That Pro-Steve Grossman Ad Is Unlikely to Shake Up the Race
The big concern of some Massachusetts Democrats lately has been that “Mass Forward,” the pro-Steve Grossman Super PAC, would unleash a torrent of brutal attack ads harming Martha Coakley for her likely general-election race against Republican Charlie Baker. The debut of Mass Forward’s first ad today should prompt a collective sigh of relief from those folks.
The ad, posted above, is a pretty tame affair. Its only critique is that Coakley does not support a law proposed by Governor Deval Patrick limiting individuals to one gun purchase a month. As Scot Lehigh wrote in his bull’s-eye prediction of this ad last week, it mostly shows that: “When it comes to progressive wedge issues, Grossman doesn’t have an awful lot to work with.”
Sympathetic mothers of murder victims notwithstanding, it’s going to be pretty tough to convince Democratic primary voters that Martha Coakley—who they think has been a boffo Attorney General—is bad on gun issues.
And, for what it’s worth, dealing with street violence is not an area where I personally would invoke Deval “where are those 1,000 cops you promised?” Patrick.
Personally, I think that if the folks at the Super PAC really want to throw the kind of Hail Mary needed to possibly give Grossman a chance, they need to go straight at Coakley’s one and probably only Achilles heel with Democratic primary voters. To wit: “Fellow Democrats, we are very concerned that Martha Coakley, the worst campaigner in the Commonwealth and a national punchline last time she ran, is going to hand over the state government to Republicans, the same way she handed national Republicans the crucial 41st vote that let them filibuster legislation on climate, unions, immigration, and women’s health.”
I’m serious about that.
Clearly the folks behind Mass Forward are not willing to go that far, and have thrown this quarter-million-dollar pillow puff jab instead.
Instead of ignoring it, Team Coakley rolled out its own ready-made rapid-response reaction, which included a video of ordinary man-on-the-street people who haven’t yet seen the Super PAC ad whining about how it is corrupting the election process and sending democracy the way of the dodo, and probably responsible for the plot holes in that new Scarlett Johansson movie.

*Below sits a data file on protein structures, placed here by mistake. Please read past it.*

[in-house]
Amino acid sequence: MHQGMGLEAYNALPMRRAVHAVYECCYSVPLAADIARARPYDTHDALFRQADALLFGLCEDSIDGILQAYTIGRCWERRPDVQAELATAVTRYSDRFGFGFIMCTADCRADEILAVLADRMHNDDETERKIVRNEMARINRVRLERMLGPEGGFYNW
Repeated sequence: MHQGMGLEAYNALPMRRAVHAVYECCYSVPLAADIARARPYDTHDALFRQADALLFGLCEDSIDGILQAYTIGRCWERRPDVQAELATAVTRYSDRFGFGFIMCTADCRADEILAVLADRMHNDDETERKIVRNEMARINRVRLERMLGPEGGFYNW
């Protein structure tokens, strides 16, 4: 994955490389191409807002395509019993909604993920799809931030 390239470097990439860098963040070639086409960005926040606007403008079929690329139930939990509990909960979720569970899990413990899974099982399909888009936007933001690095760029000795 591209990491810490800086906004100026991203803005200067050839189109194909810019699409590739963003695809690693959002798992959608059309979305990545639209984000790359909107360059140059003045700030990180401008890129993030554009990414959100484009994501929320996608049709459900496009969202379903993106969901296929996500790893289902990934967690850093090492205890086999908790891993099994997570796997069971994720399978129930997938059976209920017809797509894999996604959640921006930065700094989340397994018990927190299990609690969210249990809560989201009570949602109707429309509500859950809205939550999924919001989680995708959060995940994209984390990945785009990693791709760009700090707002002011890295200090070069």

As I might have pointed out once or twice or many times before, all of Coakley’s complaints about Super PACs, and criticism of Grossman for not denouncing this one, would go double for the election of Marty Walsh last year. Walsh, who actively resisted a People’s Pledge (unlike Grossman), benefitted enormously from Super PACs that did not disclose their donors until after the election.
So I asked the campaign today, in light of their new assault on Grossman over Super PACs, if Coakley is troubled by, and disapproving of, the Super PAC support of Walsh in that election, and Walsh’s acceptance of that support. Their response was the same one I called “a ridiculous cop-out” a month ago: “Martha is focused on this election and on her campaign.” (Followed by some Grossman-bashing.)
Coakley’s campaign also sent out a fundraising appeal this morning, asking supporters for $10,000 in the next 24 hours to fill the “Rapid Response Fund” needed to fight back against Grossman’s evil horrid Super PAC ads. It says that “Massachusetts has never seen Super PAC-funded ads in a Democratic primary,” which I suppose is true because A) the mayoral vote is technically a preliminary (albeit among Democrats) rather than a primary, and B) the barrage of direct mail from the Emily’s List Super PAC in support of Katherine Clark in last year’s congressional primary could be considered something other than ads.
That Coakley fundraising email claims that Super PAC ads “breed cynicism around our politics,” although it’s hard to be more cynical than a candidate who has benefited enormously from outside spending in the past, and who is currently leading by 30 points, claiming to need money for a “Rapid Response Fund” to beat off the horrors of Super PACs that offend her only in the single case of one being used against her in “this election and on her campaign.”